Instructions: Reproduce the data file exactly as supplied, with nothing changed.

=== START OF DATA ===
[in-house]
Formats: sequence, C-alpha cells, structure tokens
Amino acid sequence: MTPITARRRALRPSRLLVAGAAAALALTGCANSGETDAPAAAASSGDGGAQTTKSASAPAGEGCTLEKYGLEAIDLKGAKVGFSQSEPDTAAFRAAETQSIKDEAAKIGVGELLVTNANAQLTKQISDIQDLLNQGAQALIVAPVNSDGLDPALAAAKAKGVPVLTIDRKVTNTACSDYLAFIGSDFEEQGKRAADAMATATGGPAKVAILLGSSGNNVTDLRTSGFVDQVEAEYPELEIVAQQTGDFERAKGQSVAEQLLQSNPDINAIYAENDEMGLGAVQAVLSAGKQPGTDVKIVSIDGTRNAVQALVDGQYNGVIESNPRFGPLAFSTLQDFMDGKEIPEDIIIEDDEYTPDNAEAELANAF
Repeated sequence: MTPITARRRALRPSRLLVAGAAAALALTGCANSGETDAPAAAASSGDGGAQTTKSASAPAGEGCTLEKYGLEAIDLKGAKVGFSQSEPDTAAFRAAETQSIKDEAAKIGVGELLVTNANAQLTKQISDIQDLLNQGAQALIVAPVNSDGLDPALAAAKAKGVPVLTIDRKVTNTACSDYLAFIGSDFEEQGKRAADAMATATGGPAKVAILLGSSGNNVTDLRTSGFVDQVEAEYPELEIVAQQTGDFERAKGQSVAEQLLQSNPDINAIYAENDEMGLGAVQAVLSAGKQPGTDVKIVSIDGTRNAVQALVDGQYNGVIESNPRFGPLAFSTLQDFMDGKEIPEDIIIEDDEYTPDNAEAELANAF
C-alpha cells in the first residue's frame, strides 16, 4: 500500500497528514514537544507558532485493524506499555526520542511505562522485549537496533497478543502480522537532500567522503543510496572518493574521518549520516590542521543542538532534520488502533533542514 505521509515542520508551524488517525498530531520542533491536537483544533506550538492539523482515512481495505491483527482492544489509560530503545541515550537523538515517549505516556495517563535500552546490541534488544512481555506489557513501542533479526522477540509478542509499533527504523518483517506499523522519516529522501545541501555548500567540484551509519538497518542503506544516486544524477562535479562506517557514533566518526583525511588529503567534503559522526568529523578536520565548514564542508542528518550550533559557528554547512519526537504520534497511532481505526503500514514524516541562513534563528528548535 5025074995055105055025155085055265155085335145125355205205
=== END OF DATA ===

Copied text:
[in-house]
Formats: sequence, C-alpha cells, structure tokens
Amino acid sequence: MTPITARRRALRPSRLLVAGAAAALALTGCANSGETDAPAAAASSGDGGAQTTKSASAPAGEGCTLEKYGLEAIDLKGAKVGFSQSEPDTAAFRAAETQSIKDEAAKIGVGELLVTNANAQLTKQISDIQDLLNQGAQALIVAPVNSDGLDPALAAAKAKGVPVLTIDRKVTNTACSDYLAFIGSDFEEQGKRAADAMATATGGPAKVAILLGSSGNNVTDLRTSGFVDQVEAEYPELEIVAQQTGDFERAKGQSVAEQLLQSNPDINAIYAENDEMGLGAVQAVLSAGKQPGTDVKIVSIDGTRNAVQALVDGQYNGVIESNPRFGPLAFSTLQDFMDGKEIPEDIIIEDDEYTPDNAEAELANAF
Repeated sequence: MTPITARRRALRPSRLLVAGAAAALALTGCANSGETDAPAAAASSGDGGAQTTKSASAPAGEGCTLEKYGLEAIDLKGAKVGFSQSEPDTAAFRAAETQSIKDEAAKIGVGELLVTNANAQLTKQISDIQDLLNQGAQALIVAPVNSDGLDPALAAAKAKGVPVLTIDRKVTNTACSDYLAFIGSDFEEQGKRAADAMATATGGPAKVAILLGSSGNNVTDLRTSGFVDQVEAEYPELEIVAQQTGDFERAKGQSVAEQLLQSNPDINAIYAENDEMGLGAVQAVLSAGKQPGTDVKIVSIDGTRNAVQALVDGQYNGVIESNPRFGPLAFSTLQDFMDGKEIPEDIIIEDDEYTPDNAEAELANAF
C-alpha cells in the first residue's frame, strides 16, 4: 500500500497528514514537544507558532485493524506499555526520542511505562522485549537496533497478543502480522537532500567522503543510496572518493574521518549520516590542521543542538532534520488502533533542514 505521509515542520508551524488517525498530531520542533491536537483544533506550538492539523482515512481495505491483527482492544489509560530503545541515550537523538515517549505516556495517563535500552546490541534488544512481555506489557513501542533479526522477540509478542509499533527504523518483517506499523522519516529522501545541501555548500567540484551509519538497518542503506544516486544524477562535479562506517557514533566518526583525511588529503567534503559522526568529523578536520565548514564542508542528518550550533559557528554547512519526537504520534497511532481505526503500514514524516541562513534563528528548535 5025074995055105055025155085055265155085335145125355205205